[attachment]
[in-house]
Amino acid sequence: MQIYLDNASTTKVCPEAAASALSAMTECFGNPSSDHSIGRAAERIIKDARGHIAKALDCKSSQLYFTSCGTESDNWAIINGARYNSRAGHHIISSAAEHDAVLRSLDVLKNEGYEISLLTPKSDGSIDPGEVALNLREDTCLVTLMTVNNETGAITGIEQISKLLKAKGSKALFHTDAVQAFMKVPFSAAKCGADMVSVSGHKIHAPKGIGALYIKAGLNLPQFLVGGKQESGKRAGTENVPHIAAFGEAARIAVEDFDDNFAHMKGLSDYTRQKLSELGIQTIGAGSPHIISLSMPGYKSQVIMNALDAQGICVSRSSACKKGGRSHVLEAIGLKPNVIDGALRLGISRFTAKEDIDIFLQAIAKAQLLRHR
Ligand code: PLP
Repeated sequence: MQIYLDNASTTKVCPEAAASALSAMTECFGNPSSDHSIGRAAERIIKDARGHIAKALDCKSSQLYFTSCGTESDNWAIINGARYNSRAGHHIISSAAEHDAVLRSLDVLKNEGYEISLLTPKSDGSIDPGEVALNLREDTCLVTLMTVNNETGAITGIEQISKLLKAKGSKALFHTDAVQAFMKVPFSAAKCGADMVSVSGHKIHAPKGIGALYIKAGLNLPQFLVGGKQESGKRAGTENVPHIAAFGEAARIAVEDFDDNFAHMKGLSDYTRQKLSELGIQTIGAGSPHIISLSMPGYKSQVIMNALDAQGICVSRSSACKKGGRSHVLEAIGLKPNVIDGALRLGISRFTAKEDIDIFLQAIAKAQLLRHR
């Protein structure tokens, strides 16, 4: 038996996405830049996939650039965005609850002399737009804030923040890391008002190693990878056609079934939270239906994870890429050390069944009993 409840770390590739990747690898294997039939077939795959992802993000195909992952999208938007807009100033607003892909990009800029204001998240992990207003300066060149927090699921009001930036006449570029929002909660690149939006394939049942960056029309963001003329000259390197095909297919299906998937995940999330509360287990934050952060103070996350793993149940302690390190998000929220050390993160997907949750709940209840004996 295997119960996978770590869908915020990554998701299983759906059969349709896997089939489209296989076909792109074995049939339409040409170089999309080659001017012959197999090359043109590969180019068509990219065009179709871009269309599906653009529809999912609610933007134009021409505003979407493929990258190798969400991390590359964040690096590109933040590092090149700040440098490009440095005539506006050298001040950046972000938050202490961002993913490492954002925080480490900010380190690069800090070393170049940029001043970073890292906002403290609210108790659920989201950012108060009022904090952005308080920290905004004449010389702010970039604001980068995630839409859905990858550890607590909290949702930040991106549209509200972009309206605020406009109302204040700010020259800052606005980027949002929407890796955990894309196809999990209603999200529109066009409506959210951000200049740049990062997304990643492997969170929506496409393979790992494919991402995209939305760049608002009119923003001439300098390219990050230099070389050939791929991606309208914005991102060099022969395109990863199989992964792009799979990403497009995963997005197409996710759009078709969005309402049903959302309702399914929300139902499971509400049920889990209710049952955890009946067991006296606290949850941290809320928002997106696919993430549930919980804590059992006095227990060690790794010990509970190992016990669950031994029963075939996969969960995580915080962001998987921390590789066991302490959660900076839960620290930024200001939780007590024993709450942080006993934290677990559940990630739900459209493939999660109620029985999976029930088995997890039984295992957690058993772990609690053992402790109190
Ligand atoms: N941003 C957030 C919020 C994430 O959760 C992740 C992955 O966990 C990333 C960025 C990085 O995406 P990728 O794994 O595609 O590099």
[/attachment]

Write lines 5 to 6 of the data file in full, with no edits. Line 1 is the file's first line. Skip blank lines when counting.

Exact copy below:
């Protein structure tokens, strides 16, 4: 038996996405830049996939650039965005609850002399737009804030923040890391008002190693990878056609079934939270239906994870890429050390069944009993 409840770390590739990747690898294997039939077939795959992802993000195909992952999208938007807009100033607003892909990009800029204001998240992990207003300066060149927090699921009001930036006449570029929002909660690149939006394939049942960056029309963001003329000259390197095909297919299906998937995940999330509360287990934050952060103070996350793993149940302690390190998000929220050390993160997907949750709940209840004996 295997119960996978770590869908915020990554998701299983759906059969349709896997089939489209296989076909792109074995049939339409040409170089999309080659001017012959197999090359043109590969180019068509990219065009179709871009269309599906653009529809999912609610933007134009021409505003979407493929990258190798969400991390590359964040690096590109933040590092090149700040440098490009440095005539506006050298001040950046972000938050202490961002993913490492954002925080480490900010380190690069800090070393170049940029001043970073890292906002403290609210108790659920989201950012108060009022904090952005308080920290905004004449010389702010970039604001980068995630839409859905990858550890607590909290949702930040991106549209509200972009309206605020406009109302204040700010020259800052606005980027949002929407890796955990894309196809999990209603999200529109066009409506959210951000200049740049990062997304990643492997969170929506496409393979790992494919991402995209939305760049608002009119923003001439300098390219990050230099070389050939791929991606309208914005991102060099022969395109990863199989992964792009799979990403497009995963997005197409996710759009078709969005309402049903959302309702399914929300139902499971509400049920889990209710049952955890009946067991006296606290949850941290809320928002997106696919993430549930919980804590059992006095227990060690790794010990509970190992016990669950031994029963075939996969969960995580915080962001998987921390590789066991302490959660900076839960620290930024200001939780007590024993709450942080006993934290677990559940990630739900459209493939999660109620029985999976029930088995997890039984295992957690058993772990609690053992402790109190
Ligand atoms: N941003 C957030 C919020 C994430 O959760 C992740 C992955 O966990 C990333 C960025 C990085 O995406 P990728 O794994 O595609 O590099």